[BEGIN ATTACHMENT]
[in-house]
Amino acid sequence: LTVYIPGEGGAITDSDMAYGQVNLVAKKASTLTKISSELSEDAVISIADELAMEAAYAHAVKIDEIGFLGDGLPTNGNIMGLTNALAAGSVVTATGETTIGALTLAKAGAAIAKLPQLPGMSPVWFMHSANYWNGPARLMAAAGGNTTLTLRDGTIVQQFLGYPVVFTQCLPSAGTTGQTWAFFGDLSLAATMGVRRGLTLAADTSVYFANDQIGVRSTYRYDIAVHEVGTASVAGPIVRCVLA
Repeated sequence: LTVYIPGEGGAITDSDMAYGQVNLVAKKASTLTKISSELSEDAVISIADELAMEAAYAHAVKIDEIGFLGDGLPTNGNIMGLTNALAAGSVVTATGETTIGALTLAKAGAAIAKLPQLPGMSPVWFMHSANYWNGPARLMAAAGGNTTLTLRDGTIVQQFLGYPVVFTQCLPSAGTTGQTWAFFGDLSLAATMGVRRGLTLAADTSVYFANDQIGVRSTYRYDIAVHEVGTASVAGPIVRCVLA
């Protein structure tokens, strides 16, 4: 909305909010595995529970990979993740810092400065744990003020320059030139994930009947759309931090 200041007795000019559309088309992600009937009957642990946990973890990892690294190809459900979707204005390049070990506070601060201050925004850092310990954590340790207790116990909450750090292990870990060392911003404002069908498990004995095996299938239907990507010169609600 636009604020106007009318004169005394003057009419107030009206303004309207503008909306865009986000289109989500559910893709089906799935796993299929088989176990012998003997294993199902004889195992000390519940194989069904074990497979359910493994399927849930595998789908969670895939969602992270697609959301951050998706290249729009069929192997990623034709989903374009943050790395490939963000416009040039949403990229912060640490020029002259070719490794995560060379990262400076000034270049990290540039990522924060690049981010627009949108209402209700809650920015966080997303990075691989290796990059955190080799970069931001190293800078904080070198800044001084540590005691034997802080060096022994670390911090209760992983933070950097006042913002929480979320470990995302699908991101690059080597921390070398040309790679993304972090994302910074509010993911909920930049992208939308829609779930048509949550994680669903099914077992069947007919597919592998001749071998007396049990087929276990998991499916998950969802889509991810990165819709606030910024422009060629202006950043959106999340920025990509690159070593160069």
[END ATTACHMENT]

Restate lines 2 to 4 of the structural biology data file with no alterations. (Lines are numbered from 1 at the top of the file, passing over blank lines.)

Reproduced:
Amino acid sequence: LTVYIPGEGGAITDSDMAYGQVNLVAKKASTLTKISSELSEDAVISIADELAMEAAYAHAVKIDEIGFLGDGLPTNGNIMGLTNALAAGSVVTATGETTIGALTLAKAGAAIAKLPQLPGMSPVWFMHSANYWNGPARLMAAAGGNTTLTLRDGTIVQQFLGYPVVFTQCLPSAGTTGQTWAFFGDLSLAATMGVRRGLTLAADTSVYFANDQIGVRSTYRYDIAVHEVGTASVAGPIVRCVLA
Repeated sequence: LTVYIPGEGGAITDSDMAYGQVNLVAKKASTLTKISSELSEDAVISIADELAMEAAYAHAVKIDEIGFLGDGLPTNGNIMGLTNALAAGSVVTATGETTIGALTLAKAGAAIAKLPQLPGMSPVWFMHSANYWNGPARLMAAAGGNTTLTLRDGTIVQQFLGYPVVFTQCLPSAGTTGQTWAFFGDLSLAATMGVRRGLTLAADTSVYFANDQIGVRSTYRYDIAVHEVGTASVAGPIVRCVLA
């Protein structure tokens, strides 16, 4: 909305909010595995529970990979993740810092400065744990003020320059030139994930009947759309931090 200041007795000019559309088309992600009937009957642990946990973890990892690294190809459900979707204005390049070990506070601060201050925004850092310990954590340790207790116990909450750090292990870990060392911003404002069908498990004995095996299938239907990507010169609600 636009604020106007009318004169005394003057009419107030009206303004309207503008909306865009986000289109989500559910893709089906799935796993299929088989176990012998003997294993199902004889195992000390519940194989069904074990497979359910493994399927849930595998789908969670895939969602992270697609959301951050998706290249729009069929192997990623034709989903374009943050790395490939963000416009040039949403990229912060640490020029002259070719490794995560060379990262400076000034270049990290540039990522924060690049981010627009949108209402209700809650920015966080997303990075691989290796990059955190080799970069931001190293800078904080070198800044001084540590005691034997802080060096022994670390911090209760992983933070950097006042913002929480979320470990995302699908991101690059080597921390070398040309790679993304972090994302910074509010993911909920930049992208939308829609779930048509949550994680669903099914077992069947007919597919592998001749071998007396049990087929276990998991499916998950969802889509991810990165819709606030910024422009060629202006950043959106999340920025990509690159070593160069």